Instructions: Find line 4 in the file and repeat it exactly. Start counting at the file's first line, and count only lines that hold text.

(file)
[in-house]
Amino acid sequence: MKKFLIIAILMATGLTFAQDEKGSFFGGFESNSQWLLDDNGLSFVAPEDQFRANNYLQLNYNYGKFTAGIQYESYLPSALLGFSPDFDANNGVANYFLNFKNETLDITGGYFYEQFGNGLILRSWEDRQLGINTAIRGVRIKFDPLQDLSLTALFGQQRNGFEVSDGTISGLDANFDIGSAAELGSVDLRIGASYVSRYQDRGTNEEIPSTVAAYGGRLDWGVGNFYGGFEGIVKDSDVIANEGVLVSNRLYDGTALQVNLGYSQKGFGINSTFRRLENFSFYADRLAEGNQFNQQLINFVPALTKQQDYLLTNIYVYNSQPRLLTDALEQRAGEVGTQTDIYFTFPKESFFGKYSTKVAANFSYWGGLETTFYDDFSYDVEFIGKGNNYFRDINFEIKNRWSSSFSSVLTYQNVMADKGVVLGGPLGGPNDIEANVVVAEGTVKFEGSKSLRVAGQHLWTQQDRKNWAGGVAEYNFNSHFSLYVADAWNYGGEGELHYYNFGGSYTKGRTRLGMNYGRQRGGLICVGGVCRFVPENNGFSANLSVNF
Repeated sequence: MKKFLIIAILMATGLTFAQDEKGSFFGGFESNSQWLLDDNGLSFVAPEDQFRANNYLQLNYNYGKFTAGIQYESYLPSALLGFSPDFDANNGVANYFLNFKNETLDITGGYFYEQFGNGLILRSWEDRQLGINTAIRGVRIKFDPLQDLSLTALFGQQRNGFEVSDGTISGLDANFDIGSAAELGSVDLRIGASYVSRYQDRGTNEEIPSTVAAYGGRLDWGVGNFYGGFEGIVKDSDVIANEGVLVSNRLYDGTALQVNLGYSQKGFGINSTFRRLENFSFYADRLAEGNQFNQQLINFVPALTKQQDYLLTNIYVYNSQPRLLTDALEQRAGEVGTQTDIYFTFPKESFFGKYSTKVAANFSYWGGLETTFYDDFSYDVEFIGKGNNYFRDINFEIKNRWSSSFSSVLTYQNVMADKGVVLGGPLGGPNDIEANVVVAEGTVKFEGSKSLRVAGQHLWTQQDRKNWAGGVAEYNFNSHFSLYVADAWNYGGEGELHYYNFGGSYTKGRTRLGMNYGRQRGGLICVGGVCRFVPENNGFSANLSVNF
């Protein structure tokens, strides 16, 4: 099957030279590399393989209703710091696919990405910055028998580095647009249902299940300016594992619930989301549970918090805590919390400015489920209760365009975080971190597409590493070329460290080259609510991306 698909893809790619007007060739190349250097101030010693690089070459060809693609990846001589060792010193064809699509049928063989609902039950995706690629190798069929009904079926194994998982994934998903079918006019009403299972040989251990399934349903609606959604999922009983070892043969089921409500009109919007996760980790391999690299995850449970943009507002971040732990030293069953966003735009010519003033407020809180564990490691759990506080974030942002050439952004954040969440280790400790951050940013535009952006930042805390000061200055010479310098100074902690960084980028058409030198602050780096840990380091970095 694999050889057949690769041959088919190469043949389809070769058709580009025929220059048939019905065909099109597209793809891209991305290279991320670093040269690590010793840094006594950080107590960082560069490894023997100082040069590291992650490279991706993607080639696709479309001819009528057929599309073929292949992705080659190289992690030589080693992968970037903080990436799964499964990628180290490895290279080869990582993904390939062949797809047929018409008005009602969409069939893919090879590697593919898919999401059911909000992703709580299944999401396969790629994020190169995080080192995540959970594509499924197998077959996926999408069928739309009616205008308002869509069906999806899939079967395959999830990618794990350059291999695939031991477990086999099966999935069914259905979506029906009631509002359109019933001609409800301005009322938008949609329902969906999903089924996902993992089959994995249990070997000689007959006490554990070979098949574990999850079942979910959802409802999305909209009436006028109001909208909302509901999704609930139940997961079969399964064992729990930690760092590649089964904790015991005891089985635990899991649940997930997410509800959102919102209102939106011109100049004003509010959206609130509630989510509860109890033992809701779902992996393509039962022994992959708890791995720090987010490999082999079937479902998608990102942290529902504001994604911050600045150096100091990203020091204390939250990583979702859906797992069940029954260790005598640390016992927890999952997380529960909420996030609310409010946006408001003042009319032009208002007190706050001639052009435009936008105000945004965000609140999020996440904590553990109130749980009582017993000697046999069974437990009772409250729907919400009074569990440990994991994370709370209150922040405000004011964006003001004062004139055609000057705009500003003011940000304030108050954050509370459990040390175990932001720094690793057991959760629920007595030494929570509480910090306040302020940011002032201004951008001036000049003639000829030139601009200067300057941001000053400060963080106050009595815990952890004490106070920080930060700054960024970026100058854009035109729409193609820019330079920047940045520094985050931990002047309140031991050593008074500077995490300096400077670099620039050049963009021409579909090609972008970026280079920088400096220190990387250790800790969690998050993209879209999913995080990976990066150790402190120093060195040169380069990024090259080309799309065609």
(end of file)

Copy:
């Protein structure tokens, strides 16, 4: 099957030279590399393989209703710091696919990405910055028998580095647009249902299940300016594992619930989301549970918090805590919390400015489920209760365009975080971190597409590493070329460290080259609510991306 698909893809790619007007060739190349250097101030010693690089070459060809693609990846001589060792010193064809699509049928063989609902039950995706690629190798069929009904079926194994998982994934998903079918006019009403299972040989251990399934349903609606959604999922009983070892043969089921409500009109919007996760980790391999690299995850449970943009507002971040732990030293069953966003735009010519003033407020809180564990490691759990506080974030942002050439952004954040969440280790400790951050940013535009952006930042805390000061200055010479310098100074902690960084980028058409030198602050780096840990380091970095 694999050889057949690769041959088919190469043949389809070769058709580009025929220059048939019905065909099109597209793809891209991305290279991320670093040269690590010793840094006594950080107590960082560069490894023997100082040069590291992650490279991706993607080639696709479309001819009528057929599309073929292949992705080659190289992690030589080693992968970037903080990436799964499964990628180290490895290279080869990582993904390939062949797809047929018409008005009602969409069939893919090879590697593919898919999401059911909000992703709580299944999401396969790629994020190169995080080192995540959970594509499924197998077959996926999408069928739309009616205008308002869509069906999806899939079967395959999830990618794990350059291999695939031991477990086999099966999935069914259905979506029906009631509002359109019933001609409800301005009322938008949609329902969906999903089924996902993992089959994995249990070997000689007959006490554990070979098949574990999850079942979910959802409802999305909209009436006028109001909208909302509901999704609930139940997961079969399964064992729990930690760092590649089964904790015991005891089985635990899991649940997930997410509800959102919102209102939106011109100049004003509010959206609130509630989510509860109890033992809701779902992996393509039962022994992959708890791995720090987010490999082999079937479902998608990102942290529902504001994604911050600045150096100091990203020091204390939250990583979702859906797992069940029954260790005598640390016992927890999952997380529960909420996030609310409010946006408001003042009319032009208002007190706050001639052009435009936008105000945004965000609140999020996440904590553990109130749980009582017993000697046999069974437990009772409250729907919400009074569990440990994991994370709370209150922040405000004011964006003001004062004139055609000057705009500003003011940000304030108050954050509370459990040390175990932001720094690793057991959760629920007595030494929570509480910090306040302020940011002032201004951008001036000049003639000829030139601009200067300057941001000053400060963080106050009595815990952890004490106070920080930060700054960024970026100058854009035109729409193609820019330079920047940045520094985050931990002047309140031991050593008074500077995490300096400077670099620039050049963009021409579909090609972008970026280079920088400096220190990387250790800790969690998050993209879209999913995080990976990066150790402190120093060195040169380069990024090259080309799309065609």